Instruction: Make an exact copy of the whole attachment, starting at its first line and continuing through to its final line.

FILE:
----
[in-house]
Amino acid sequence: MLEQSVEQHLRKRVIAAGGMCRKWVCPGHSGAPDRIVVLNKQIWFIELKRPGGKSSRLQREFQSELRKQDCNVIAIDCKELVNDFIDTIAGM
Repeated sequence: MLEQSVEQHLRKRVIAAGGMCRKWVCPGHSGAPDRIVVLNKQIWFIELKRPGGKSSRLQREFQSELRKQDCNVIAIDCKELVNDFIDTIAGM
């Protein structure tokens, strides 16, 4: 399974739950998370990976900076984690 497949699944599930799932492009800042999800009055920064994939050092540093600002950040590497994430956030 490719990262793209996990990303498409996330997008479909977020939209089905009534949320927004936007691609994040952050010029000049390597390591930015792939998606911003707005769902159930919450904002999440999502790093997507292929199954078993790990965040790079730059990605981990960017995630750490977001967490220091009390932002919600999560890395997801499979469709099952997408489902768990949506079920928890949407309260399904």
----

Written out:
[in-house]
Amino acid sequence: MLEQSVEQHLRKRVIAAGGMCRKWVCPGHSGAPDRIVVLNKQIWFIELKRPGGKSSRLQREFQSELRKQDCNVIAIDCKELVNDFIDTIAGM
Repeated sequence: MLEQSVEQHLRKRVIAAGGMCRKWVCPGHSGAPDRIVVLNKQIWFIELKRPGGKSSRLQREFQSELRKQDCNVIAIDCKELVNDFIDTIAGM
């Protein structure tokens, strides 16, 4: 399974739950998370990976900076984690 497949699944599930799932492009800042999800009055920064994939050092540093600002950040590497994430956030 490719990262793209996990990303498409996330997008479909977020939209089905009534949320927004936007691609994040952050010029000049390597390591930015792939998606911003707005769902159930919450904002999440999502790093997507292929199954078993790990965040790079730059990605981990960017995630750490977001967490220091009390932002919600999560890395997801499979469709099952997408489902768990949506079920928890949407309260399904």